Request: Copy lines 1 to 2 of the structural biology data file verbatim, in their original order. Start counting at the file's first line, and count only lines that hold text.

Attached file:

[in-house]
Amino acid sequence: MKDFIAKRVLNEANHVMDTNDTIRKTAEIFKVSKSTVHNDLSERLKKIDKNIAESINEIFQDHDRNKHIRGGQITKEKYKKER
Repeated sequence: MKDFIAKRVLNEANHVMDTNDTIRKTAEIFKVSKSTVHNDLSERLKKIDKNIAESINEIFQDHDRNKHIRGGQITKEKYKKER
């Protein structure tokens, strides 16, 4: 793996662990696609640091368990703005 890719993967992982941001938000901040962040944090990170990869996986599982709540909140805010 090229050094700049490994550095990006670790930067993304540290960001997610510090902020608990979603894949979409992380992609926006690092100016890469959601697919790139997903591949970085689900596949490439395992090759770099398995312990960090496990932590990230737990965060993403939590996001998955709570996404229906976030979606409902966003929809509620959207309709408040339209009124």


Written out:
[in-house]
Amino acid sequence: MKDFIAKRVLNEANHVMDTNDTIRKTAEIFKVSKSTVHNDLSERLKKIDKNIAESINEIFQDHDRNKHIRGGQITKEKYKKER